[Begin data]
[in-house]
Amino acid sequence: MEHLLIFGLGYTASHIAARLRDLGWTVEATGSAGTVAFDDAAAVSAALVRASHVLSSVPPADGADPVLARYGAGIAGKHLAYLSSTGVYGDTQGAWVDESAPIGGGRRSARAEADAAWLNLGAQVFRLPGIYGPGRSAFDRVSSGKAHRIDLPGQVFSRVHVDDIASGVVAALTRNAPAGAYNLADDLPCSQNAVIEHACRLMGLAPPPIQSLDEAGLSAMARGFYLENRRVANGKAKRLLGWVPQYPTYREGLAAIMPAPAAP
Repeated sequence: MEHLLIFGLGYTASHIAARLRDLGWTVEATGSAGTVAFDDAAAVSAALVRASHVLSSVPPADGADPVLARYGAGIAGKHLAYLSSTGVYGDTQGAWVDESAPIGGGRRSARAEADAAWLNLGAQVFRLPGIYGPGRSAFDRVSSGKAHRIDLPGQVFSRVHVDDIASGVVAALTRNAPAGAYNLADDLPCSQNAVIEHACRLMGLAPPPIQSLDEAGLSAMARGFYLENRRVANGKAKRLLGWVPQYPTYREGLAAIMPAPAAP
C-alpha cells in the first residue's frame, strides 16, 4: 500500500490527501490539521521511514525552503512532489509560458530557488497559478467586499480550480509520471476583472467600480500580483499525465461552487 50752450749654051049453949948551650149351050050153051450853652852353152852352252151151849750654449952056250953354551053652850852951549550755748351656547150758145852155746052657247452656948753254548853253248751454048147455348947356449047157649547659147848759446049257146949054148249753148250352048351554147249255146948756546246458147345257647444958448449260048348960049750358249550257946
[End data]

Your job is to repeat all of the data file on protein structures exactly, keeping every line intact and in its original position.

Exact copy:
[in-house]
Amino acid sequence: MEHLLIFGLGYTASHIAARLRDLGWTVEATGSAGTVAFDDAAAVSAALVRASHVLSSVPPADGADPVLARYGAGIAGKHLAYLSSTGVYGDTQGAWVDESAPIGGGRRSARAEADAAWLNLGAQVFRLPGIYGPGRSAFDRVSSGKAHRIDLPGQVFSRVHVDDIASGVVAALTRNAPAGAYNLADDLPCSQNAVIEHACRLMGLAPPPIQSLDEAGLSAMARGFYLENRRVANGKAKRLLGWVPQYPTYREGLAAIMPAPAAP
Repeated sequence: MEHLLIFGLGYTASHIAARLRDLGWTVEATGSAGTVAFDDAAAVSAALVRASHVLSSVPPADGADPVLARYGAGIAGKHLAYLSSTGVYGDTQGAWVDESAPIGGGRRSARAEADAAWLNLGAQVFRLPGIYGPGRSAFDRVSSGKAHRIDLPGQVFSRVHVDDIASGVVAALTRNAPAGAYNLADDLPCSQNAVIEHACRLMGLAPPPIQSLDEAGLSAMARGFYLENRRVANGKAKRLLGWVPQYPTYREGLAAIMPAPAAP
C-alpha cells in the first residue's frame, strides 16, 4: 500500500490527501490539521521511514525552503512532489509560458530557488497559478467586499480550480509520471476583472467600480500580483499525465461552487 50752450749654051049453949948551650149351050050153051450853652852353152852352252151151849750654449952056250953354551053652850852951549550755748351656547150758145852155746052657247452656948753254548853253248751454048147455348947356449047157649547659147848759446049257146949054148249753148250352048351554147249255146948756546246458147345257647444958448449260048348960049750358249550257946